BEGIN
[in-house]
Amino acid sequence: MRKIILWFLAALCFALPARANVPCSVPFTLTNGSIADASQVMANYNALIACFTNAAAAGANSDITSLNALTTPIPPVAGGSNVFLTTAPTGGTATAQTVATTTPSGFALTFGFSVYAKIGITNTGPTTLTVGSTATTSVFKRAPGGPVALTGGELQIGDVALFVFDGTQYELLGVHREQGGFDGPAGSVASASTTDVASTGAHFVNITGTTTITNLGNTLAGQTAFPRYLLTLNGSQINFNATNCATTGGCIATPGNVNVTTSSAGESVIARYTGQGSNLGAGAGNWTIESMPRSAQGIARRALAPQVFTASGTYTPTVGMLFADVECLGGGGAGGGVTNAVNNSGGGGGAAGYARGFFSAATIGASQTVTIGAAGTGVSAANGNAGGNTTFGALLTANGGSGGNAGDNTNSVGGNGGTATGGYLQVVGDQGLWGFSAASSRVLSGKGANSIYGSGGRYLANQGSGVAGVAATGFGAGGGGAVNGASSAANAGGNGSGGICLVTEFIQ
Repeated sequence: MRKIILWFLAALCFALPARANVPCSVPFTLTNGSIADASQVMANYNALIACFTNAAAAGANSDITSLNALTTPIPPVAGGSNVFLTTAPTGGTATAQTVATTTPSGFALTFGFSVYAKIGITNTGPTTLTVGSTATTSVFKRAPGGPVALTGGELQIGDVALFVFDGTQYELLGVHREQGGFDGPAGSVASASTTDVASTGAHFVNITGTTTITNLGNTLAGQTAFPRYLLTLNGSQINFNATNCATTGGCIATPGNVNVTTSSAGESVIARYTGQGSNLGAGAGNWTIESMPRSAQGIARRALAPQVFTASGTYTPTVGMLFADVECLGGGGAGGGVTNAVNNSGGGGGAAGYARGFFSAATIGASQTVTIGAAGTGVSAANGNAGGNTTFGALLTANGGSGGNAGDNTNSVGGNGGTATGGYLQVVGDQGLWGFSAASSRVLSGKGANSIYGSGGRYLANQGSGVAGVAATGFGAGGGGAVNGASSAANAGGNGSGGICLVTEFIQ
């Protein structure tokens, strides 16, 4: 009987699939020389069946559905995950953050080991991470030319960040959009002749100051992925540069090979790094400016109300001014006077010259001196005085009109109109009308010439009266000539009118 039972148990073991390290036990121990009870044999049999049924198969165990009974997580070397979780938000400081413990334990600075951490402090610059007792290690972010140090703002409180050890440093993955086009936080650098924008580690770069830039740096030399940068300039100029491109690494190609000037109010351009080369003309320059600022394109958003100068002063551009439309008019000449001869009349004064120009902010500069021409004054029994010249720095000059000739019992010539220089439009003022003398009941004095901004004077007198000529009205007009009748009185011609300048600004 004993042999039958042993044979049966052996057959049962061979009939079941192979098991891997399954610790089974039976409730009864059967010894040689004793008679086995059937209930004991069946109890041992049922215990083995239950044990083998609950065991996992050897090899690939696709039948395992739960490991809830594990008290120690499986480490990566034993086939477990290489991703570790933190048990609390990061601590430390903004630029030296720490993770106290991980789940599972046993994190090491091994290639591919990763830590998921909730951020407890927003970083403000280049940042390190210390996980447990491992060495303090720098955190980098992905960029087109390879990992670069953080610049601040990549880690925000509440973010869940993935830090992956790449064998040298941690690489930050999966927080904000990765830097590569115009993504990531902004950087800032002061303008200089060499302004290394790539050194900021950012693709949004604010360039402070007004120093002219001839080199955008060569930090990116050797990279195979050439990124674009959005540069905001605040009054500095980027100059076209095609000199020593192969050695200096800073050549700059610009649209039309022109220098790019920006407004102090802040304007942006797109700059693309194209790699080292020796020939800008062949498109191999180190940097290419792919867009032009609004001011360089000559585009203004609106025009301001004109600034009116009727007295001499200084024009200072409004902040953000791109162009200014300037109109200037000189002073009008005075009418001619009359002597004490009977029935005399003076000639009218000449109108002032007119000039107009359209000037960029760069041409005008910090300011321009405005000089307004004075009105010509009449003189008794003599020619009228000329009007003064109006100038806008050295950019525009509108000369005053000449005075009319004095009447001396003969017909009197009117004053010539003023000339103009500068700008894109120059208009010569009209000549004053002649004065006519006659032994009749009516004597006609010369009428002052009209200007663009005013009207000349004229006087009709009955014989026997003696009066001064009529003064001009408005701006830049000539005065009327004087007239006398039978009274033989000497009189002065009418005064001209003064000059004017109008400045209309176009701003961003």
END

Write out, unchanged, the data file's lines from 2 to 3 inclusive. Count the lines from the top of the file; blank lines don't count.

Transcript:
Amino acid sequence: MRKIILWFLAALCFALPARANVPCSVPFTLTNGSIADASQVMANYNALIACFTNAAAAGANSDITSLNALTTPIPPVAGGSNVFLTTAPTGGTATAQTVATTTPSGFALTFGFSVYAKIGITNTGPTTLTVGSTATTSVFKRAPGGPVALTGGELQIGDVALFVFDGTQYELLGVHREQGGFDGPAGSVASASTTDVASTGAHFVNITGTTTITNLGNTLAGQTAFPRYLLTLNGSQINFNATNCATTGGCIATPGNVNVTTSSAGESVIARYTGQGSNLGAGAGNWTIESMPRSAQGIARRALAPQVFTASGTYTPTVGMLFADVECLGGGGAGGGVTNAVNNSGGGGGAAGYARGFFSAATIGASQTVTIGAAGTGVSAANGNAGGNTTFGALLTANGGSGGNAGDNTNSVGGNGGTATGGYLQVVGDQGLWGFSAASSRVLSGKGANSIYGSGGRYLANQGSGVAGVAATGFGAGGGGAVNGASSAANAGGNGSGGICLVTEFIQ
Repeated sequence: MRKIILWFLAALCFALPARANVPCSVPFTLTNGSIADASQVMANYNALIACFTNAAAAGANSDITSLNALTTPIPPVAGGSNVFLTTAPTGGTATAQTVATTTPSGFALTFGFSVYAKIGITNTGPTTLTVGSTATTSVFKRAPGGPVALTGGELQIGDVALFVFDGTQYELLGVHREQGGFDGPAGSVASASTTDVASTGAHFVNITGTTTITNLGNTLAGQTAFPRYLLTLNGSQINFNATNCATTGGCIATPGNVNVTTSSAGESVIARYTGQGSNLGAGAGNWTIESMPRSAQGIARRALAPQVFTASGTYTPTVGMLFADVECLGGGGAGGGVTNAVNNSGGGGGAAGYARGFFSAATIGASQTVTIGAAGTGVSAANGNAGGNTTFGALLTANGGSGGNAGDNTNSVGGNGGTATGGYLQVVGDQGLWGFSAASSRVLSGKGANSIYGSGGRYLANQGSGVAGVAATGFGAGGGGAVNGASSAANAGGNGSGGICLVTEFIQ